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Weekly Thoughts Module 13.doc

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Department
Physiology
Course
Physiology 2130
Professor
o
Semester
Summer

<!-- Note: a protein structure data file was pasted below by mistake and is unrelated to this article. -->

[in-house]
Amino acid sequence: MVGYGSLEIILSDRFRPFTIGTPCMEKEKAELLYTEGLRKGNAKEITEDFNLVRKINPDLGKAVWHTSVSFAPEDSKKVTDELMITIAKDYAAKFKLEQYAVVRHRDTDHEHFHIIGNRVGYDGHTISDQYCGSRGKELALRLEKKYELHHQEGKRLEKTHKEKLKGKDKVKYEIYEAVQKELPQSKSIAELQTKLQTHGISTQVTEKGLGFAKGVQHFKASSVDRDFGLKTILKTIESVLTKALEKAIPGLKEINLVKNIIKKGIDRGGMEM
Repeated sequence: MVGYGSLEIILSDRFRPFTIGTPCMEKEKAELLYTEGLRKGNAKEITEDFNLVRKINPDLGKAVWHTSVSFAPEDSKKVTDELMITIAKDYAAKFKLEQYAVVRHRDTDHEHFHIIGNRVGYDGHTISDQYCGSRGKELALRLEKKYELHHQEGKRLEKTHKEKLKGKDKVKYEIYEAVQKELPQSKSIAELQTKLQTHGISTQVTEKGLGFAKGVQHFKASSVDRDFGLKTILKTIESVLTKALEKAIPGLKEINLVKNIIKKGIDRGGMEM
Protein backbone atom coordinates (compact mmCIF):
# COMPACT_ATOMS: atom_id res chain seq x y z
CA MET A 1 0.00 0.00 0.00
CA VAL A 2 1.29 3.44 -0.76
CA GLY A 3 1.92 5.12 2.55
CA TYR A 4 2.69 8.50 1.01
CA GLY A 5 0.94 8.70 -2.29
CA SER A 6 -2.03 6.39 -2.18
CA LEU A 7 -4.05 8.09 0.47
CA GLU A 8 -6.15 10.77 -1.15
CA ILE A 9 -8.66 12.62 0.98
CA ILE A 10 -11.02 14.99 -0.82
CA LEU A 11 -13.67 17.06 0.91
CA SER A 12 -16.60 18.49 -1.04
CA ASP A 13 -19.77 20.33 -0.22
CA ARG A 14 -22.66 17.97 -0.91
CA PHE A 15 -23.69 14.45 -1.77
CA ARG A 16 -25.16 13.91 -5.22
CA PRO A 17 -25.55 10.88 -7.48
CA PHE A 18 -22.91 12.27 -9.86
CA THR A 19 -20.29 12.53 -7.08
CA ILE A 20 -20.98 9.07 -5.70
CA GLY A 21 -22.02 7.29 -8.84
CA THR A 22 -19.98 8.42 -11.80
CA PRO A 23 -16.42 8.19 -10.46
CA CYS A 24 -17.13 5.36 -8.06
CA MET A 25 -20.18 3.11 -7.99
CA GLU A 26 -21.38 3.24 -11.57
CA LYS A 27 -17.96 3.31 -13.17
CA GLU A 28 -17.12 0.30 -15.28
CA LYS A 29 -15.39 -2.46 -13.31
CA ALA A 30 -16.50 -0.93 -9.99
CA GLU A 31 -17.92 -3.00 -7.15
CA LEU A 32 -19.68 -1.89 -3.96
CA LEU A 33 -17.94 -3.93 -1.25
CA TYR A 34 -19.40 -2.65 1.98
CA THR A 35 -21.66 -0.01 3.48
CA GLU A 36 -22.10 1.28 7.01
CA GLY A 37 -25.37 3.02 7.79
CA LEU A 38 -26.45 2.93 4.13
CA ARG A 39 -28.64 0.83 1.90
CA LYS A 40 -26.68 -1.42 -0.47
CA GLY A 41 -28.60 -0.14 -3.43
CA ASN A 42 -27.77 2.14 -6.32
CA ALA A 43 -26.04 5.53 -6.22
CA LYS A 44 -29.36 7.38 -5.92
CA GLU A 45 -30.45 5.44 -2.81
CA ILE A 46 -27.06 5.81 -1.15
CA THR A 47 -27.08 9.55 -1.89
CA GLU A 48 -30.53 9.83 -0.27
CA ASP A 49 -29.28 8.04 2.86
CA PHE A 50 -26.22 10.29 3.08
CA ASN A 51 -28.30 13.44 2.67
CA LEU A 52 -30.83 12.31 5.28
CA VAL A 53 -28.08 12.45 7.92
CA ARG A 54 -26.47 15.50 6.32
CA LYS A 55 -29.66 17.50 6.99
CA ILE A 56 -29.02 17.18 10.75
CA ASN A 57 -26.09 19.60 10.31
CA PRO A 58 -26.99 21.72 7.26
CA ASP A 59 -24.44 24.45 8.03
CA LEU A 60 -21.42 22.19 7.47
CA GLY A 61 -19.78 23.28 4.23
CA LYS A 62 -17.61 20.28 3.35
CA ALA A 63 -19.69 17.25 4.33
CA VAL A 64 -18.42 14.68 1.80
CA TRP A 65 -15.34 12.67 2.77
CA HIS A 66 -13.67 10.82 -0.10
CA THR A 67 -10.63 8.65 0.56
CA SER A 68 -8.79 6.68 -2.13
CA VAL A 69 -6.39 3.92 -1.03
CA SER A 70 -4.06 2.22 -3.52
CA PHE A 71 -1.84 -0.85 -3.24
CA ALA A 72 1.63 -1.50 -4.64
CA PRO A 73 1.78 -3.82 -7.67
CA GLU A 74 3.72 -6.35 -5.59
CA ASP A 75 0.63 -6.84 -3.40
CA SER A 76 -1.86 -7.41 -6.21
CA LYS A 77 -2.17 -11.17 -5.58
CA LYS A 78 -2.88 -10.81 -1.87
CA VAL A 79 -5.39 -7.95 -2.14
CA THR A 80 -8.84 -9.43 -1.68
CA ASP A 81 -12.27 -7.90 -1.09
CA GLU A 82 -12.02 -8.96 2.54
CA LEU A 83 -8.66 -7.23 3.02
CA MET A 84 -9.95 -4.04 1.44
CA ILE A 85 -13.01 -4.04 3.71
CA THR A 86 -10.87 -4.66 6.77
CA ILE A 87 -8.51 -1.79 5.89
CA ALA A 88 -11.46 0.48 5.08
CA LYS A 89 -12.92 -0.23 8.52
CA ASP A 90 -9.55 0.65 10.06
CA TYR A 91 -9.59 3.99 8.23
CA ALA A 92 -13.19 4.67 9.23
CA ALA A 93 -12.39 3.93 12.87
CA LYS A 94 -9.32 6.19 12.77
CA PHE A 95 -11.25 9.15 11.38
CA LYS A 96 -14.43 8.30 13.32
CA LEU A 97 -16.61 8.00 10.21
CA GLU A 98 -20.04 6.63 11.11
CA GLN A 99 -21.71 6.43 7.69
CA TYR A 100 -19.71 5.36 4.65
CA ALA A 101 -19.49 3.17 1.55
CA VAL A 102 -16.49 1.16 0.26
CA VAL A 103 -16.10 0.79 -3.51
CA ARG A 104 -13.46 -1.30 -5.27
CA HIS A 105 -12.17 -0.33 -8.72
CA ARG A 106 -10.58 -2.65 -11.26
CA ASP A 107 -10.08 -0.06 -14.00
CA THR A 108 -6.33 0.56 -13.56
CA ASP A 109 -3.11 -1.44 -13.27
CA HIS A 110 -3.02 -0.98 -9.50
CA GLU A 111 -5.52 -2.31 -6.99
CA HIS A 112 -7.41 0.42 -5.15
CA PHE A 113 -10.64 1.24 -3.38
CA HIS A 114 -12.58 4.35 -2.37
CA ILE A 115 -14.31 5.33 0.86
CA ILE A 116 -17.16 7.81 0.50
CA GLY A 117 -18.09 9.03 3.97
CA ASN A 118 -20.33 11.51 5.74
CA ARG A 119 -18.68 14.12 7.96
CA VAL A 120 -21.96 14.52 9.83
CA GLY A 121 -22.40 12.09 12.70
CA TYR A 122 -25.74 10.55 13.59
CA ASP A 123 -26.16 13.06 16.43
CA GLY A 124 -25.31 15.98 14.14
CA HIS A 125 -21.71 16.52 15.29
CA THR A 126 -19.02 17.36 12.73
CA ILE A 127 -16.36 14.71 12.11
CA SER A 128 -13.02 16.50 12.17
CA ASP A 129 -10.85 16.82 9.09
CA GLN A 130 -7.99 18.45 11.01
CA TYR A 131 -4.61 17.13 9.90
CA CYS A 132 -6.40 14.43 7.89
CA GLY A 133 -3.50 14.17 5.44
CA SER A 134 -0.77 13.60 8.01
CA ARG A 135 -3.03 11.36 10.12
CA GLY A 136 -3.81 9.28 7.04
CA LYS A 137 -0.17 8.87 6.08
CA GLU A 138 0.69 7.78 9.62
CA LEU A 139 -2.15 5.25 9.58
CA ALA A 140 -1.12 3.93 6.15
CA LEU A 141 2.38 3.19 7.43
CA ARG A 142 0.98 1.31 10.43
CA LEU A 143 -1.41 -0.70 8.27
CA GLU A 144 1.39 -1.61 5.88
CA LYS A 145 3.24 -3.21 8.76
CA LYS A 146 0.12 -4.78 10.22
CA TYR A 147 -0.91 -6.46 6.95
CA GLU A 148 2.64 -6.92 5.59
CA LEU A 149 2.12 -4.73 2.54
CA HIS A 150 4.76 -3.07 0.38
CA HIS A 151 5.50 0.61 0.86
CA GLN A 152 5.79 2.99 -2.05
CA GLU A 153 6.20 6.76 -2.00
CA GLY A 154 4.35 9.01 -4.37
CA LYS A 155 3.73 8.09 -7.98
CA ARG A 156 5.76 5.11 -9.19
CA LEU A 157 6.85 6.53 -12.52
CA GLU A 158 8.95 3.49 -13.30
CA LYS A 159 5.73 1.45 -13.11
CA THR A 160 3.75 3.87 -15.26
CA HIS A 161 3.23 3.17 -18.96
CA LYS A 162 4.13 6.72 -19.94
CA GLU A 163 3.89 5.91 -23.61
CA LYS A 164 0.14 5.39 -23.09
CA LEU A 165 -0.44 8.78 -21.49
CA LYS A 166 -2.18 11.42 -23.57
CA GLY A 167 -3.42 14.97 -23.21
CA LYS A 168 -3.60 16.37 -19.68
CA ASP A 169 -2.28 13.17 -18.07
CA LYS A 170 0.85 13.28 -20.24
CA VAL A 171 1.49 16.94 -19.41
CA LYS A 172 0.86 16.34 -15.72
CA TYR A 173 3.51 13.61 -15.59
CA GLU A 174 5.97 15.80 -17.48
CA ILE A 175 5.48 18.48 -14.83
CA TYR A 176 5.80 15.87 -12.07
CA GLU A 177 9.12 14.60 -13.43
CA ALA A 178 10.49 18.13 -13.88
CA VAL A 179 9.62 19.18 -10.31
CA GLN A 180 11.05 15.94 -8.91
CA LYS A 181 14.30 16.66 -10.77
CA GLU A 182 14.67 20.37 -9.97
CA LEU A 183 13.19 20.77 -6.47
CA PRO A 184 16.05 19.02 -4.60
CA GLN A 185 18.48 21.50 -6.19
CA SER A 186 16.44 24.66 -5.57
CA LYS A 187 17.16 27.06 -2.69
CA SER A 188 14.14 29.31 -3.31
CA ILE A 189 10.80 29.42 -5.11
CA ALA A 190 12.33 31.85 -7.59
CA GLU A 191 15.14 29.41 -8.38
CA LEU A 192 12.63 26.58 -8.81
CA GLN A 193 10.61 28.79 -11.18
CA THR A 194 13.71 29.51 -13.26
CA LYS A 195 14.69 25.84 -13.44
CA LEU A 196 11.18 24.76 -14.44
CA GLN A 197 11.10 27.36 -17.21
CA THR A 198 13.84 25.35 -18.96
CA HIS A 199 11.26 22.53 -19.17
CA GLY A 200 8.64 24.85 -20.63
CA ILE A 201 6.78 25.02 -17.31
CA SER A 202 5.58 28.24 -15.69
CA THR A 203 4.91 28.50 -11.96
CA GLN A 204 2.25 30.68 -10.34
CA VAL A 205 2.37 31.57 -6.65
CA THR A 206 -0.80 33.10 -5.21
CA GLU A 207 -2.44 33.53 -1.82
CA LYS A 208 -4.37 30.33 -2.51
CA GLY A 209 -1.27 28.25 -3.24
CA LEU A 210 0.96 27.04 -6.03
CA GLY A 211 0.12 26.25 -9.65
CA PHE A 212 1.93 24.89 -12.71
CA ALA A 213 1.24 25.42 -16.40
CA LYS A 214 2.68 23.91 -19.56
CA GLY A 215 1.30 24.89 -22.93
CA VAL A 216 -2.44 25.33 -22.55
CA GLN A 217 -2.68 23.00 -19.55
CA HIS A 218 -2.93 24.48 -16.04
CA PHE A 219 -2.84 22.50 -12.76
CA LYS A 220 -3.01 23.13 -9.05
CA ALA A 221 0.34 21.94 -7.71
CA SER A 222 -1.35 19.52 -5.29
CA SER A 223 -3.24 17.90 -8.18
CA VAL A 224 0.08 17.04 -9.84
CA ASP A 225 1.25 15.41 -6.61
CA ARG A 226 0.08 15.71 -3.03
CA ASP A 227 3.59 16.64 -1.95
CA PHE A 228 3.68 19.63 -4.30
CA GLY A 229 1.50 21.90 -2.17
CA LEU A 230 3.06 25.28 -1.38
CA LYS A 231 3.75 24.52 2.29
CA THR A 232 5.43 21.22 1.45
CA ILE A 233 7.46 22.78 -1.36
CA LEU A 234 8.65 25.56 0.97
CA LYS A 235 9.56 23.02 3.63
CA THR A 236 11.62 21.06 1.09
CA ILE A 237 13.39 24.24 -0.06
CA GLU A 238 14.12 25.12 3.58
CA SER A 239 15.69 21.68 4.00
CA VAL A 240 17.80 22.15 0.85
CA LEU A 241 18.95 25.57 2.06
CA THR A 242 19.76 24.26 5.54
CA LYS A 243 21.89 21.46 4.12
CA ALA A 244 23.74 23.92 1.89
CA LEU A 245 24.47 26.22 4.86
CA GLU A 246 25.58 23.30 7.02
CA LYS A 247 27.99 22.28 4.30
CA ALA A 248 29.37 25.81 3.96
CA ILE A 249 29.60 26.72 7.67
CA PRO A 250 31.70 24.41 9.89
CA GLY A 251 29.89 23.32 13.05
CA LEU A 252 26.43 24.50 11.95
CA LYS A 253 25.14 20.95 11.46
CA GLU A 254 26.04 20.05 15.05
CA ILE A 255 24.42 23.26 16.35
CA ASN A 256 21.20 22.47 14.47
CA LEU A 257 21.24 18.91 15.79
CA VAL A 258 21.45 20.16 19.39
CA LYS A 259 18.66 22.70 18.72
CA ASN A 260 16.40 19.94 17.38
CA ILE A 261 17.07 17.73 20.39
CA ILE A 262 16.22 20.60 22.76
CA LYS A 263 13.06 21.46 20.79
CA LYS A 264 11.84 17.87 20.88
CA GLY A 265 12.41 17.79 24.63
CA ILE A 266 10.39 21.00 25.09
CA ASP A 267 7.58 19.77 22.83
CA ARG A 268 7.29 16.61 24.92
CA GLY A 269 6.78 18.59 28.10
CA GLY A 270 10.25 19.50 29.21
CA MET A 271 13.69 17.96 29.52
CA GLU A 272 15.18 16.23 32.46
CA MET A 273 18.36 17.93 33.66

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WEEKLY THOUGHTS MODULE 13- The Endocrine System The endocrine system is responsible for the release and regulation of the hormones that circulate throughout your body. As you may have noticed, it is essential to control the levels of hormones circulating to maintain normal health and homeostasis. Normally, in a healthy person, these levels do not fluctuate too much but are tightly regulated via negative feedback, with a few exceptions. When hormone levels are altered, physiological consequences are inevitable (such as too much thyroid hormone or too much cortisol). Remember that the nervous system and endocrine system act together to “signal” and maintain homeostasis…with the nervous system being very quick, producing almost immediate results, while the endocrine system is much slower, but its effects can last much longer. The reason the endocrine system is slower is because it is like driving the country roads to a destination through the winding, scenic routes of the bloodstream rather than the direct 401, no fooling around pathway down a neuron. But, since the hormones circulate around and around and around until they are either eliminated by the kidney or destroyed by enzymes in the body, they can have longer lasting effects. 1) What is a Hormone? A hormone is a substance that makes its journey through the BLOODSTREAM and produces a “signal” at a distant site. It is released by endocrine tissue such as the kidney, pancreas, pituitary, gonads, hypothalamus, thyroid, and adrenal glands. Several classes of hormones exist, which differ in their location of the receptor and properties of “transportation”. 2) If hormones travel through the bloodstream, why don’t they affect every single organ in the body? For example, why does thyroid stimulating hormone affect the thyroid and not the adrenal glands? In order to “respond” to a hormone, you must have a receptor that can bind the hormone. No receptor means no action! Since the thyroid has receptors that bind thyroid stimulating hormone (TSH) it will produce a response to TSH (and secrete T3 and T4). However, the adrenal gland does not have receptors for TSH and therefore, nothing happens when TSH is present in the bloodstream of the adrenal glands. 3) Classes of Hormones These are subdivided mainly based on their SOLUBILITY. If you remember back in Modules 2 and 3, lipophilic (or hydrophobic) substances can dissolve right through cell membranes while hydrophilic substances do not. So, you have lipophilic (lipid- loving/hydrophobic) and hydrophilic hormones. Just based on that tidbit of information, it is probably easy for you to determine each of their properties. A) If a hormone is hydrophilic then...they dissolve in the bloodstream easily (because they like the watery environment) and can’t cross the cell membrane. So where would your receptor have to be? ON THE OUTSIDE OF THE CELL. Examples of this class of hormones are all protein hormones, including insulin, glucagons (pancreatic hormones), pituitary hormones (GH, prolactin, TSH, LH, FSH etc), parathyroid hormone, and most of the hypothalamic hormones (for this course, consider all the hypothalamic hormones in this category). These hormones are derived from amino acids. B) If a hormone is lipophilic/hydrophobic then…they easily dissolve into cells but do not like to float in the ciruculation because it is a watery environment. Because of this, these hormones need to circulate bound to a protein carrier (these protein are hydrophilic and help the lipophillic hormones dissolve in the blood). Receptors for these hormones are located INSIDE THE CELL (they don’t need a receptor on the cell membrane surface to carry them into the cell). So the lipophillic hormones diffuse right inside and either binds to receptors in the cell’s cytoplasm or on the nucleus of the cell. Examples of these types of hormones are steroid hormones including those of the adrenal cortex, as well as sex steroids testosterone, estrogen, progesterone. These hormones are all derived from cholesterol. Interestingly enough, thyroid hormones (T3 and T4) also fall into this category even though they are made up of the amino acid tyrosine. Rather than behaving like a protein hormone, these are lipophilic. 4) How Do Hormone Receptors Work? How Can They Tell the Cells What To Do? This is a bit complicated. Obviously if you are a receptor on the outside of a cell, it is harder to get the message into the cell than if you are already inside. If you are “on the outside” you must use a “messenger” to get the message to the inside of the cell. Most receptors have a “messenger” built into them, such as G proteins that can produce cAMP or open ion channels, or tyrosine kinases. When the hormone binds to its receptor outside the cell, the “messenger” causes a change in the activity of the cell and ALTERS proteins that are already present within the cell. But if you are “on the inside”, there is no need for a messenger. Once the hormone diffuses into the cell and binds to its receptor, this complex of hormone+receptor can bind to DNA (the genetic material in a cell) and change the cell’s activity and increase or decrease the production of new proteins. Don’t worry, I won’t ask the exact mechanisms of how cAMP or tyrosine kinase works but know what I’ve mentioned above. 5) The Main Structures in Hormone Regulation and Secretion, the Hypothalamus You’ve probably noticed that the hypothalamus plays a big part in almost every system, from temperature control to osmolarity regulation, to hunger and thirst, to total body volume regulation and now hormone regulation. The hypothalamus is often been referred to as the “little brain” which surprisingly is less than 1% of the weight of the entire brain itself. In this module, you learn about how important it is in controlling the anterior and posterior pituitary. The hypothalamus secretes many different hormones. These include the releasing factors that control the anterior pituitary. However, the hypothalamus also synthesizes the hormones oxytocin and ADH (also known as vasopressin) that are released from the posterior pituitary. 6) Are the Posterior and Anterior Pituitary Different? The pituitary gland is made up of two different “tissues”. Seems funny for a gland that is so small, but both regions are very different. A) The Anterior Pituitary- The anterior pituitary is made up of endocrine tissue and secretes a lot of different hormones in response to the hypothalamic releasing/inhibiting hormones. It “receives” the hypothalamic hormones via a special circulatory system that comes from the hypothalamus and circulates directly to the anterior pituitary. This special circulation is called the hypothalamic-hypophyseal portal system. So the hypothalamic releasing/inhibiting hormones hop into the hypothalamic-hypophyseal portal system and are delivered to the anterior pituitary. The anterior pituitary then responds by secreting hormones in response to a particular hypothalamic hormone. The hormone from the anterior pituitary then hops into the general systemic circulation directly to circulate throughout the body. B) The Posterior Pituitary The posterior pituitary is actually considered to be neural tissue. There are neurons that have their cell bodies in the hypothalamus BUT their axons are sent down into the posterior pituitary (since the hypothalamus and pituitary are so close together). The posterior pituitary releases the hormones oxytocin and ADH (that are made in the hypothalamus) out of the axon terminals found in the posterior pituitary into general systemic circulation. So if action potentials occur in this region, you will have hormones released. You already know the actions of ADH from the kidney section, but oxytocin is responsible for uterine contractions during labour and the release of milk during nursing (this hormone is not yet known to function in males or in non-pregnant females). 7) Anterior Pituitary hormones: As I said before, the anterior pituitary releases certain hormones depending on what hypothalamic hormones are “delivered”. Here is the actual list (see 13.21). If the anterior pituitary receives___(a)___ from the hypothalamus, it secretes ___(b)______. (a) Thyroid releasing hormone (TRH) ----- (b) Thyroid stimulating hormone (TSH) (a) Corticotropin releasing hormone (CRH) ----- (b) Adrenocorticotropic hormone (ACTH) (a) Prolactin releasing hormone (PRH) ----- (b) Prolactin (a) Prolactin inhibiting hormone (PIH) ---- also affects prolactin (a) Growth hormone releasing hormone (GHRH) ---- (b) growth hormone (GH) (a) Growth hormone inhibiting hormone (GHIH) ----also affects growth hormone (a) Gonadotropin releasing hormone (GnRH) ---- (b) Luteinizing hormone (LH) & Follicle stimulating hormone (FSH) Note: I don’t want to give you the impression that only 1 hypothalamic hormone is “received” by the pituitary at one particular time. Rather several hypothalamic hormones can be delivered continuously or in pulses depending on the requirements by the body for homeostasis. Seems easy, right? However, it is a bit more complicated than that. To maintain appropriate levels of hormones for homeostasis, there is some feedback of (b) on (a) in some cases. This means if there is too much of hormone (b) present, it will shut off the release of hormone (a) through short loop feedback. This generally occurs for the hormones that do not go on to secrete a third hormone (so prolactin and growth h